For more than a decade, serious concern has been raised about civilian victims of drone strikes, yet there is still little transparency or accountability, and the attacks continue. A strike in December on a wedding procession in Yemen killed 12 men and wounded at least 15 other people, including the bride.
Drones are unmanned aircraft with human operators remotely controlling their targeting and firing. But concerns are now mounting over developments that may produce fully autonomous drones and other weapons systems that will be able to identify and fire at targets without any human control.
Over the past year and a half, the Campaign to Stop Killer Robots, a UN special rapporteur, and an increasing number of governments have expressed concern at the prospect of fully autonomous weapons – those that would make targeting and kill decisions on their own.
These “killer robots” do not yet exist, but nations are working on precursors that reflect the move toward ever greater autonomy.
During a debate at the United Nations in November, the Holy See predicted that questions over the military applications of robotic technologies will “grow in relevance and urgency.”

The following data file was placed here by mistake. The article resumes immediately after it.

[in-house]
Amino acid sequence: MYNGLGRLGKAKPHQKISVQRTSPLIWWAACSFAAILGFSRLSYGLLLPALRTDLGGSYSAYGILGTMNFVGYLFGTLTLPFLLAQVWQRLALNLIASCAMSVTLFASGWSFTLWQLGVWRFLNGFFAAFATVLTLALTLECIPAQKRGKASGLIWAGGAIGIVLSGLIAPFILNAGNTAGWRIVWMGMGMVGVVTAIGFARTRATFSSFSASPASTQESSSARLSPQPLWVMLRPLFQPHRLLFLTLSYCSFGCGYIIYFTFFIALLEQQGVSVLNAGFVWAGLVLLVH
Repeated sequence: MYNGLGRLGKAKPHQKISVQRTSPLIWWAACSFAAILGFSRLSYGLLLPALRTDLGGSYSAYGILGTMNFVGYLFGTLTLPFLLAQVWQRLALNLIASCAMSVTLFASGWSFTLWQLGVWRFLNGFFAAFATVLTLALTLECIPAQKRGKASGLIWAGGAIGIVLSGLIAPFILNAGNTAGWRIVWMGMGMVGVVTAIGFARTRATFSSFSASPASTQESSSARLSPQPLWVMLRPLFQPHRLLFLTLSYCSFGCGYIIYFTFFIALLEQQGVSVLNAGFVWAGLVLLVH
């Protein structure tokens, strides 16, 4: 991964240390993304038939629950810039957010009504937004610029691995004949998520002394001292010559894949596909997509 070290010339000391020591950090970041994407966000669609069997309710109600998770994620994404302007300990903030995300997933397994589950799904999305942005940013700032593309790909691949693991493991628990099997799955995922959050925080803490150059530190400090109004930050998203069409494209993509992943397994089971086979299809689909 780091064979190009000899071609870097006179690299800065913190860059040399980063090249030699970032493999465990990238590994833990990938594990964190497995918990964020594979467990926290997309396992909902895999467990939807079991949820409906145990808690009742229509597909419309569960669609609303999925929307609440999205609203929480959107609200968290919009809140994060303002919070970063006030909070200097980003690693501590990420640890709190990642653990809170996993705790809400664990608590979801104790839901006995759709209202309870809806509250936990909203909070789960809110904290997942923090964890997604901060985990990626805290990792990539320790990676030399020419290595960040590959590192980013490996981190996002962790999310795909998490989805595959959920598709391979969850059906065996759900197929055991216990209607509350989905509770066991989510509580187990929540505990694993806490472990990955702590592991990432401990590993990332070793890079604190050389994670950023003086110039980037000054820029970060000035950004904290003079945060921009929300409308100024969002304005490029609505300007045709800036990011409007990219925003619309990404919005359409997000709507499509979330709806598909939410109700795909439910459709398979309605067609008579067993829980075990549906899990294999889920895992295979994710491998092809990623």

The Vatican representative expressed concern at the present use of armed drones, but described as “most critical” the inability of “pre-programmed, automated technical systems to make moral judgments over life and death, to respect human rights, and to comply with the principle of humanity.”
At least six countries are reported to be pursuing autonomous weapons: the United States, China, Israel, Russia, South Korea, and the United Kingdom.
Autonomous aircraft developed by the US and UK have had test flights in recent months. South Korea has fielded an armed ground-based “sentry robot” along the demilitarized zone with North Korea.
As nations develop the technological capability, many may choose to go down the path toward full autonomy, because of the benefits these weapons could provide: rapid response time, reduced risk to their own soldiers, fewer costs, and insulation from the effects of human emotions involved in decisions to use force.
Yet the consequences of the lack of human control far outweigh these advantages. Perhaps most fundamental is the assertion that humans bring judgment and compassion into decisions about the use of lethal force and that cannot be replaced by a machine.
Many doubt that fully autonomous weapons could comply with the complex and subjective rules of international humanitarian law which require human understanding and judgment.
There’s no certainty these weapons would be able to distinguish between combatants and civilians. It would be difficult – if not impossible – to program them to carry out the complex proportionality test to assess whether the anticipated military advantage from any given attack outweighed the likely harm to civilians.
If such weapons do target and kill unlawfully, there would be an accountability gap, with legal and practical obstacles to holding anyone responsible for such an attack – commander, programmer or manufacturer alike.